Comment SumBuilder with @_ functionBuilder to make it a function type builder type. Function builders are special types of functions where each expression (letters, variable names, function calls, if statements, etc.) is handled separately and used to produce a single value. For example, you can write a function where each expression adds the result of the expression to an array, making your own type of letter literal.

Note : In Xcode beta, the Note for Function Builders @_ functionBuilder is because this proposal is not yet approved. When the approval comes, you can expect the note to be @functionBuilder .

You create feature builders by implementing various static functions with specific names and type signatures. buildBlock (_: T ...) is the only one needed. There are also features to handle if statements, options, and other structures that can be treated as expressions.

To use a function builder, comment on a function or termination with the class name:

  func getSum (@SumBuilder Builder: () -> Int) -> Int {
build ()
}

la gcd = getSum {
8
12
5
}

The closure that was given to getSum evaluates each expression (in this case the three numbers) and gives the list of those expressions results to the client. Function builders, along with implicit returns, are the building blocks of SwiftUI's pure syntax. They also let you create your own domain-specific languages.

Property Wrappers

You are dealing with quite a lot of boilerplate code when working with computed properties in Swift 5:

  var settings = ["swift": true, "latestVersion": true]

Structure Settings {
var isSwift: Bool {
get {
return settings ["swift"] ?? false
}
set {
settings ["swift"] = newValue
}
}

var isLatestVersion: Bool {
get {
return settings ["latestVersion"] ?? false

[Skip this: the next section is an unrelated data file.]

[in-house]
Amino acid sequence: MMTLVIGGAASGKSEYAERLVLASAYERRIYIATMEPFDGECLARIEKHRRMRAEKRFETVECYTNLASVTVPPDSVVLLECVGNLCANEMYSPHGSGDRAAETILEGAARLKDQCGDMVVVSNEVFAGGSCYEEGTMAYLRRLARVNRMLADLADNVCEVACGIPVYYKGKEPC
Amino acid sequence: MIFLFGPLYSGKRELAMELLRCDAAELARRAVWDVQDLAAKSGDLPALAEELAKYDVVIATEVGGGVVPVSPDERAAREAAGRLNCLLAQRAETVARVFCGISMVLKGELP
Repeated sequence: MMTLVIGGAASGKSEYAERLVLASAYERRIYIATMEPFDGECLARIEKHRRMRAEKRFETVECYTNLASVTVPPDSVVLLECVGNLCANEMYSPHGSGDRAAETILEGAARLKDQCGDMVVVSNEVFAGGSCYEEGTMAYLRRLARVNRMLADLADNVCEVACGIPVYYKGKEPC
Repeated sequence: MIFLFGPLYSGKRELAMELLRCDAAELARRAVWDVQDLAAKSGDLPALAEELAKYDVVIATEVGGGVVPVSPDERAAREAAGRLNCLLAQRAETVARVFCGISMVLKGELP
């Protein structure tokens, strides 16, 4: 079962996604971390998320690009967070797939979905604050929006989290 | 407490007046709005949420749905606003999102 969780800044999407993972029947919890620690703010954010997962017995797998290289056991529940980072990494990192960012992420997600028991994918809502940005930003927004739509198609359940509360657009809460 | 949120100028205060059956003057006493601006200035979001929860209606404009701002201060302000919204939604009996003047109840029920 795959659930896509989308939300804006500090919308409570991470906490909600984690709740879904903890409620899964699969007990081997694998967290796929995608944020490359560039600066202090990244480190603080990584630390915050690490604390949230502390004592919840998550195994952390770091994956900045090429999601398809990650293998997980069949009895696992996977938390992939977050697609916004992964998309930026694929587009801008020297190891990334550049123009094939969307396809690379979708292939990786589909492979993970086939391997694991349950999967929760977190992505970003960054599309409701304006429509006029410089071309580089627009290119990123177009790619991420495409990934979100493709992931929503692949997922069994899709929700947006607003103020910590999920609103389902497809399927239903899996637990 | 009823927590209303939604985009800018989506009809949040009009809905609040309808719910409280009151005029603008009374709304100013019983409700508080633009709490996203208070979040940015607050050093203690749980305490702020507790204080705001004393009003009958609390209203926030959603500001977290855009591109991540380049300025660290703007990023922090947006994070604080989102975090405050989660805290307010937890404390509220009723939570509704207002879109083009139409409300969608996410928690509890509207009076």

}
set {
settings ["latestVersion"] = newValue
}
}
}

var newSettings = Settings ()
newSettings.isSwift
newSettings.isLatestVersion
newSettings.isSwift = false
newSettings.isLatestVersion = false

isSwift and isLatestVersion get and enter the value of the given key in settings . Swift 5.1 removes the repetitive code by defining property wraps [SE-0258]:

  // 1
@propertyWrapper
struct SettingsWrapper {
leave key: String
la defaultValue: Bool

// 2
var wrappedValue: Bool {
get {
settings [key] ?? default
}
set {
settings [key] = newValue
}
}
}

// 3
Structure Settings {
@SettingsWrapper (key: "swift", defaultValue: false) was erSwift: Bool
@SettingsWrapper (key: "latestVersion", defaultValue: false)
var isLatestVersion: Bool
}

Here's how the code above works:

  1. Mark SettingsWrapper with @propertyWrapper to make it a type of wrapper type.
  2. Use wrappedValue to get and enter key in settings .
  3. Mark isSwift and isLatestVersion as @SettingsWrapper to implement them with similar packaging.
  Works with calculated properties in Swifty way!

Works with calculated properties in Swifty way!

Synthesizing Default Values ​​for Initializers in Structures

Swift 5 does not set the default properties for properties in structures by default, so you define custom initializers for them:

  struct Author {
name: String
var tutorialCount: Int

init (name: String, tutorialCount: Int = 0) {
self.name = name
self.tutorialCount = tutorialCount
}
}

let author = Author (name: "George")